On a lighter note, but actually not, existence of Higgs Boson particle was first theoretically predicted during late 60s by Higgs et al, and they had no lab environment to prove it practically. But, recently the detector in Large Hadron Collider (LHC) observed the Higgs Boson break down into tiny particles!! So, we must wait until we have the proper environment to test our concept.

Concept of ML Warehousing

Many advanced Artificial Intelligence (AI)/ML algorithms were developed long back but it required huge computing power along with millions of data to test!! Today we have petabytes of data and powerful GPUs, TPUs to train and test our advanced ML models. So why should we not think of taking a step forward to build an ML warehouse?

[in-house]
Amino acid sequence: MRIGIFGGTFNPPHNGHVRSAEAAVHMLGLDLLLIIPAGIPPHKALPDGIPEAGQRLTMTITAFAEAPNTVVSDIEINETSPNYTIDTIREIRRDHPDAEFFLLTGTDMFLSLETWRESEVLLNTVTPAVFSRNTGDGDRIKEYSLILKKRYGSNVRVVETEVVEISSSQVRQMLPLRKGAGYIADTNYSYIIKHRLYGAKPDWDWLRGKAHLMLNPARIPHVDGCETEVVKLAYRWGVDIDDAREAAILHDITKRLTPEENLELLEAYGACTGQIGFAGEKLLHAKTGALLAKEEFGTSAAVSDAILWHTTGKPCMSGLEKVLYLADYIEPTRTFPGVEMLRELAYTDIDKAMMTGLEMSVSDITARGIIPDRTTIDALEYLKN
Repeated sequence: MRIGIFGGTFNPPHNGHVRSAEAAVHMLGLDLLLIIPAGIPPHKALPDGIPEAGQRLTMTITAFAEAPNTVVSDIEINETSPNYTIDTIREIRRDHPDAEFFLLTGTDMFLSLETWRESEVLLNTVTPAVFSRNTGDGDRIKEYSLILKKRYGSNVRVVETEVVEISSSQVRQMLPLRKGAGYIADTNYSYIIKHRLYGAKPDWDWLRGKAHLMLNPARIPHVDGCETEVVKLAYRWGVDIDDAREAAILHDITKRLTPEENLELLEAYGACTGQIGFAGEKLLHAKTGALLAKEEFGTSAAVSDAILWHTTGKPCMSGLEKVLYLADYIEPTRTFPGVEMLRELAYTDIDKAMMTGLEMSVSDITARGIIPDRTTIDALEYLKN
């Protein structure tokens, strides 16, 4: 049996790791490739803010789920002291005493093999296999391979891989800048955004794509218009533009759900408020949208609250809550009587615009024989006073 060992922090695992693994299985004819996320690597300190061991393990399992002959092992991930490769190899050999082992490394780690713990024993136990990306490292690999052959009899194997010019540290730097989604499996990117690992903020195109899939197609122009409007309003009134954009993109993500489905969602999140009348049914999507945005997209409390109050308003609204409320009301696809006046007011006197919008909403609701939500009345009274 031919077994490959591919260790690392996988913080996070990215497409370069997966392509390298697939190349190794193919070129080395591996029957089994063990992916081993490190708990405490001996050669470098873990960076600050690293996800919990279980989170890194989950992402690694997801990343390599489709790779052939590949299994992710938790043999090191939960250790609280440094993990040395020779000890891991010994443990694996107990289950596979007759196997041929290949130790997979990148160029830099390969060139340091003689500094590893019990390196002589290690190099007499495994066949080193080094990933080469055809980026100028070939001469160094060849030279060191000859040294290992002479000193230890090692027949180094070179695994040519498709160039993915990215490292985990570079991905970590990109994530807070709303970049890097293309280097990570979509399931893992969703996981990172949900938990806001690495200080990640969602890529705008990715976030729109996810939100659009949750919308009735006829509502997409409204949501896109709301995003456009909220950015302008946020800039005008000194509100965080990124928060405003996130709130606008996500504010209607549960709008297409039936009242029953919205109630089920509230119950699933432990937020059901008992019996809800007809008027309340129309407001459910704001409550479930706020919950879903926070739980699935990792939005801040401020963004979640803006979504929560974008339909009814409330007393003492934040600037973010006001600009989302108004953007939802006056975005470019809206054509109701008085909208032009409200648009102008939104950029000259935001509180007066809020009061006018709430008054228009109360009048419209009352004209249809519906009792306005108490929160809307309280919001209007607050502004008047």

Another interesting futuristic shape of an ML warehouse can be compared with the anatomy of human brain. Our brain has several distinct parts that perform different activities such as vision, controlling limbs, smelling, hearing and so on. All these activities are synchronized by exchanging information from one part to other and controlled by Corpus Callosum, consisting of millions of axons. For example, if I want to draw a picture of an object, then right hemisphere of my brain first captures the image and passes it to left hemisphere that controls my hands with the help of Corpus Callosum.

Similarly, ML warehouse will have an Intelligent Information Exchange Bus (IIEB) through which one or more ML models’ output will pass as inputs to other models to generate more effective and collaborative predictions.